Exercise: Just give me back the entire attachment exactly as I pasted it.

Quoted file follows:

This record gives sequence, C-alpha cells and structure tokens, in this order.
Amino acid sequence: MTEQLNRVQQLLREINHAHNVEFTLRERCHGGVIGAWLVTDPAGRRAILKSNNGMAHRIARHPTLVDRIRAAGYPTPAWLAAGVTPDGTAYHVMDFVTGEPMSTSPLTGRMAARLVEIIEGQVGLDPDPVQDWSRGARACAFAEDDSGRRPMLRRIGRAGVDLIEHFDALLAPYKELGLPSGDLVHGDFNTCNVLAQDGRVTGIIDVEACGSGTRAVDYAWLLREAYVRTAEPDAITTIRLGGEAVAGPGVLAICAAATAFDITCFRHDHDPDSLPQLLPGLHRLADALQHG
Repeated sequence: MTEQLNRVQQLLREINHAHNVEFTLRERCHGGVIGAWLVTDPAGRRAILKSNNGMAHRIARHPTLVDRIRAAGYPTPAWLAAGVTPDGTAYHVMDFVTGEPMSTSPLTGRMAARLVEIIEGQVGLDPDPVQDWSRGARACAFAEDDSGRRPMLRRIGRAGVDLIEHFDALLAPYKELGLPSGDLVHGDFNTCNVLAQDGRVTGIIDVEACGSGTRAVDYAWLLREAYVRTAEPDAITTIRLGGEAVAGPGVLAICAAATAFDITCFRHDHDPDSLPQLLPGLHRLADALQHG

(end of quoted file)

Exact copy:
This record gives sequence, C-alpha cells and structure tokens, in this order.
Amino acid sequence: MTEQLNRVQQLLREINHAHNVEFTLRERCHGGVIGAWLVTDPAGRRAILKSNNGMAHRIARHPTLVDRIRAAGYPTPAWLAAGVTPDGTAYHVMDFVTGEPMSTSPLTGRMAARLVEIIEGQVGLDPDPVQDWSRGARACAFAEDDSGRRPMLRRIGRAGVDLIEHFDALLAPYKELGLPSGDLVHGDFNTCNVLAQDGRVTGIIDVEACGSGTRAVDYAWLLREAYVRTAEPDAITTIRLGGEAVAGPGVLAICAAATAFDITCFRHDHDPDSLPQLLPGLHRLADALQHG
Repeated sequence: MTEQLNRVQQLLREINHAHNVEFTLRERCHGGVIGAWLVTDPAGRRAILKSNNGMAHRIARHPTLVDRIRAAGYPTPAWLAAGVTPDGTAYHVMDFVTGEPMSTSPLTGRMAARLVEIIEGQVGLDPDPVQDWSRGARACAFAEDDSGRRPMLRRIGRAGVDLIEHFDALLAPYKELGLPSGDLVHGDFNTCNVLAQDGRVTGIIDVEACGSGTRAVDYAWLLREAYVRTAEPDAITTIRLGGEAVAGPGVLAICAAATAFDITCFRHDHDPDSLPQLLPGLHRLADALQHG